Because most chemical vapors, ranging from volatile organics such as acetone to low–vapor pressure solids such as 2,4-dinitrotoluene, produce an easily measured capacitance response, this transduction mechanism can be used to detect a broad spectrum of molecular analytes. To explore this possibility, we coated our sensors with a chemoselective polymer, HC, that we designed for preferential absorption of chemical nerve agents. HC is an acidic, strong–hydrogen-bonding polycarbosilane (25). We coated a sensor with a thin layer (∼100 nm) of HC and tested the response to several analytes. The response of this polymer-coated sensor to repeated 10-s doses of acetone ranging from 60 to 540 ppm is shown in Fig. 4. The acetone produces a large, rapid response that is ∼100 times larger than the response measured in the same sensor before the HC deposition. The HC concentrates the acetone vapor in the vicinity of the SWNTs, which increases the response while maintaining a rapid response time. The response to a single 200-s dose of DMMP delivered at 320 ppb shows that the measured gain for DMMP relative to the uncoated sensor is about 500 (Fig. 4). Note that the low diffusion rate of DMMP in the HC causes a slower recovery rate, t90 = 370 s. For water and chloroform, the polymer coating produces much lower response gains of 1 and 10, respectively. Thus, the HC provides a large chemically selective gain, demonstrating the feasibility of SWNT sorption-based chemical sensing.

Fig. 4.

Blue curve: Response to 10-s doses of acetone of a SWNT chemicapacitor coated with the polymer, HC. The concentration was set at 60, 180, and 540 ppm. Green curve: Response of the same HC-coated sensor to a single, 200-s dose of DMMP. Note the increased response time caused by the slower diffusion of the DMMP. Red curve: Response (×10) of a SAM-coated sensor to 10-s doses of DMMP. The concentration was set at 320 ppb, 960 ppb, and 2.9 ppm. Note the improvement in response time relative to the HC-coated sensor.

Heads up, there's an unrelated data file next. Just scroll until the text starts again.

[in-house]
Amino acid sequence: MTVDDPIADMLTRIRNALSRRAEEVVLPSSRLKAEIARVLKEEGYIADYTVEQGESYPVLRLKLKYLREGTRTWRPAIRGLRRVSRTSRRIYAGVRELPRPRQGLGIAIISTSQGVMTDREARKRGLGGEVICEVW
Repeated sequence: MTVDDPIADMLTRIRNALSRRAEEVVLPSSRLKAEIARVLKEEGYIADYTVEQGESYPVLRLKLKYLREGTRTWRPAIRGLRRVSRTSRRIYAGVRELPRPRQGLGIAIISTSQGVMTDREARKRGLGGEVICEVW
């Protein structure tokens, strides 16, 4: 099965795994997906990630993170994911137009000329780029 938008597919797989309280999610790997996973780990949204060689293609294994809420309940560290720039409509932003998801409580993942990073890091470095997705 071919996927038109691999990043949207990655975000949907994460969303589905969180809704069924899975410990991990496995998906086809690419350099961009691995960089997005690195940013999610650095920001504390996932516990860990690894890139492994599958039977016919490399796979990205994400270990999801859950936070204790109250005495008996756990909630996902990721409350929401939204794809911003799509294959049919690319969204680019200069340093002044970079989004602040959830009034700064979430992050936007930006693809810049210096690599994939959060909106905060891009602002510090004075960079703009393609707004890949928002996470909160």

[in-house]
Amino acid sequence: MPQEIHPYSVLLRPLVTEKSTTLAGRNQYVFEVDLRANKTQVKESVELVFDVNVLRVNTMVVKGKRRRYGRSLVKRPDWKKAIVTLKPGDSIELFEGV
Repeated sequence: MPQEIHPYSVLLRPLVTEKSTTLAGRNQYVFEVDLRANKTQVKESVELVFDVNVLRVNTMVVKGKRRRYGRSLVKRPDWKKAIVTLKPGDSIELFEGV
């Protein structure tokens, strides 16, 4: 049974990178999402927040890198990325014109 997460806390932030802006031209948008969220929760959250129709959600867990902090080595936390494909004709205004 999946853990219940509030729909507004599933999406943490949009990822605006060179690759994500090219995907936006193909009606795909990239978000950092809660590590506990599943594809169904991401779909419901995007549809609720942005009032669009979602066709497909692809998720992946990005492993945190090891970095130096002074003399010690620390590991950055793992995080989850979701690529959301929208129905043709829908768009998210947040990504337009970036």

These sensor characteristics compare favorably with those of commercial chemicapacitors. Using a signal-to-noise ratio of 3:1 as a detection criterion, we estimate that MDL = 0.5 ppm and t90 < 4 s for acetone and MDL = 0.5 ppb and t90 = 370 s for DMMP. For these same analytes, the commercial sensor achieves a MDL = 2 ppm and t90 = 228 s for acetone and MDL = 2 ppb and t90 = 3084 s for DMMP (4). We attribute our faster response and recovery times to the use of a much thinner layer of chemoselective material. For HC, the minimum layer thickness was limited by the tendency of the HC to form a discontinuous film below ∼100 nm.

Our initial polymer-coated SWNT sensors achieve both higher sensitivity and faster response times than do current chemicapacitors. However, both of these properties can be substantially improved with a few design modifications. The sensitivity is currently limited by the small series capacitance of the thick SiO2 layer. By thinning the SiO2 layer or replacing it with a high–dielectric constant insulator (28), we estimate that we can increase the series capacitance by about a factor of 10, which should produce a comparable increase in response.

The response time for analytes such as DMMP is limited by diffusion through the layer of HC. Because the SWNT capacitor is based on a surface effect, we can improve the response time and still achieve chemical gain by using extremely thin layers of chemoselective material down to, and including, a single molecular monolayer.

To explore this limit of a chemoselective monolayer, we coated the SiO2 surface with a self-assembled monolayer (SAM) of allyltrichlorosilane. We then reacted the terminal alkenes with hexafluoroacetone to produce a monolayer of hexafluoroisopropanol that partially covers the SWNTs with fluoroalchohol groups. The response of this SAM-coated sensor to repeated 10-s doses of DMMP ranging from 320 ppb to 2.9 ppm is shown in Fig. 4. For this sensor, the response tracks our vapor-delivery system, indicating that t90 < 4 s, and we measured a MDL = 50 ppb. Notably, with the SAM coating, the capacitance response of DMMP relative to that of water is increased by a factor of 40, indicating that we achieved substantial chemically selective gain. These initial promising results indicate that optimization of the chemoselective monolayers to better cover the SWNTs, combined with improved sensor design, can result in a new class of sorption-based sensors that combine the features of low power, high sensitivity, and fast response time.